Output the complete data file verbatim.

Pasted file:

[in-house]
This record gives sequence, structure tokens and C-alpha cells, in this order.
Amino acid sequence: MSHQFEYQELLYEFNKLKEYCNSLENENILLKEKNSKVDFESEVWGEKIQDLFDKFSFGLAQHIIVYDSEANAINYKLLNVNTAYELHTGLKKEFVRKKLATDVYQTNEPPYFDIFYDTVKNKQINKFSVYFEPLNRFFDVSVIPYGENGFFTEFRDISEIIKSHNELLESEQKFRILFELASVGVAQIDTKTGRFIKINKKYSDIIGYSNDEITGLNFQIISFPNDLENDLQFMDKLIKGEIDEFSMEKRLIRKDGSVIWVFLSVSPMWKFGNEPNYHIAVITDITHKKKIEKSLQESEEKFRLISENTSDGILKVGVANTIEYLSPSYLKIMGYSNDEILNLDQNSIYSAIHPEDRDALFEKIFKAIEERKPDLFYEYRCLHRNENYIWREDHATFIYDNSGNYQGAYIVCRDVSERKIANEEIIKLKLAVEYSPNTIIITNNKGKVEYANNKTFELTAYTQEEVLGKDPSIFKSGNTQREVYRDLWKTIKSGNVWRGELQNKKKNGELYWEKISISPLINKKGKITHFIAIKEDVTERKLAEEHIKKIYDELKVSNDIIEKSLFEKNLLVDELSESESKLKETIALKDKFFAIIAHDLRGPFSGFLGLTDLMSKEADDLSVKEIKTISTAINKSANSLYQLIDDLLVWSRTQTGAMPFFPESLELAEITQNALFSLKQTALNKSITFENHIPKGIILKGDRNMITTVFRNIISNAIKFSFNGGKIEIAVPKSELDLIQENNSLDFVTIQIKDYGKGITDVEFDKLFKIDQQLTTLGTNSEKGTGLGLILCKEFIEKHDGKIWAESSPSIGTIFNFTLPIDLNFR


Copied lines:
[in-house]
This record gives sequence, structure tokens and C-alpha cells, in this order.
Amino acid sequence: MSHQFEYQELLYEFNKLKEYCNSLENENILLKEKNSKVDFESEVWGEKIQDLFDKFSFGLAQHIIVYDSEANAINYKLLNVNTAYELHTGLKKEFVRKKLATDVYQTNEPPYFDIFYDTVKNKQINKFSVYFEPLNRFFDVSVIPYGENGFFTEFRDISEIIKSHNELLESEQKFRILFELASVGVAQIDTKTGRFIKINKKYSDIIGYSNDEITGLNFQIISFPNDLENDLQFMDKLIKGEIDEFSMEKRLIRKDGSVIWVFLSVSPMWKFGNEPNYHIAVITDITHKKKIEKSLQESEEKFRLISENTSDGILKVGVANTIEYLSPSYLKIMGYSNDEILNLDQNSIYSAIHPEDRDALFEKIFKAIEERKPDLFYEYRCLHRNENYIWREDHATFIYDNSGNYQGAYIVCRDVSERKIANEEIIKLKLAVEYSPNTIIITNNKGKVEYANNKTFELTAYTQEEVLGKDPSIFKSGNTQREVYRDLWKTIKSGNVWRGELQNKKKNGELYWEKISISPLINKKGKITHFIAIKEDVTERKLAEEHIKKIYDELKVSNDIIEKSLFEKNLLVDELSESESKLKETIALKDKFFAIIAHDLRGPFSGFLGLTDLMSKEADDLSVKEIKTISTAINKSANSLYQLIDDLLVWSRTQTGAMPFFPESLELAEITQNALFSLKQTALNKSITFENHIPKGIILKGDRNMITTVFRNIISNAIKFSFNGGKIEIAVPKSELDLIQENNSLDFVTIQIKDYGKGITDVEFDKLFKIDQQLTTLGTNSEKGTGLGLILCKEFIEKHDGKIWAESSPSIGTIFNFTLPIDLNFR